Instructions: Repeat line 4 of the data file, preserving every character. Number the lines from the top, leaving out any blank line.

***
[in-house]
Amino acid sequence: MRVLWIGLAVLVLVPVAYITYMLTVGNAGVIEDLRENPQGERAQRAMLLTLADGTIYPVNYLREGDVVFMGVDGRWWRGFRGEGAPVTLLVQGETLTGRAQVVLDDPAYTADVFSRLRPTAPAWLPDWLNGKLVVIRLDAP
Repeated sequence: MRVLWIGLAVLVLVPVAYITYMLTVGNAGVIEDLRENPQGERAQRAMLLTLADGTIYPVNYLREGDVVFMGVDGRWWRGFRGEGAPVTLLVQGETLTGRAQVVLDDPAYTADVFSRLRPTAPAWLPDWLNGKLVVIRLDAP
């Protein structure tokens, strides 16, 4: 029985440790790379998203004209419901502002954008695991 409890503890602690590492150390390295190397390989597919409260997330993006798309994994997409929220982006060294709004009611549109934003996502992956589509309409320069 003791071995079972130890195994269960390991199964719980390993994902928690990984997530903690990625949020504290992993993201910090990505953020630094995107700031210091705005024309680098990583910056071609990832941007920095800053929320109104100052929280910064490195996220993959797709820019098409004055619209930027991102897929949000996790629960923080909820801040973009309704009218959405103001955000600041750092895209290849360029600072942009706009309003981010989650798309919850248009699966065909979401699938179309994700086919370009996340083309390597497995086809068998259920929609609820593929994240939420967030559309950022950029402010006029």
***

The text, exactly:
């Protein structure tokens, strides 16, 4: 029985440790790379998203004209419901502002954008695991 409890503890602690590492150390390295190397390989597919409260997330993006798309994994997409929220982006060294709004009611549109934003996502992956589509309409320069 003791071995079972130890195994269960390991199964719980390993994902928690990984997530903690990625949020504290992993993201910090990505953020630094995107700031210091705005024309680098990583910056071609990832941007920095800053929320109104100052929280910064490195996220993959797709820019098409004055619209930027991102897929949000996790629960923080909820801040973009309704009218959405103001955000600041750092895209290849360029600072942009706009309003981010989650798309919850248009699966065909979401699938179309994700086919370009996340083309390597497995086809068998259920929609609820593929994240939420967030559309950022950029402010006029």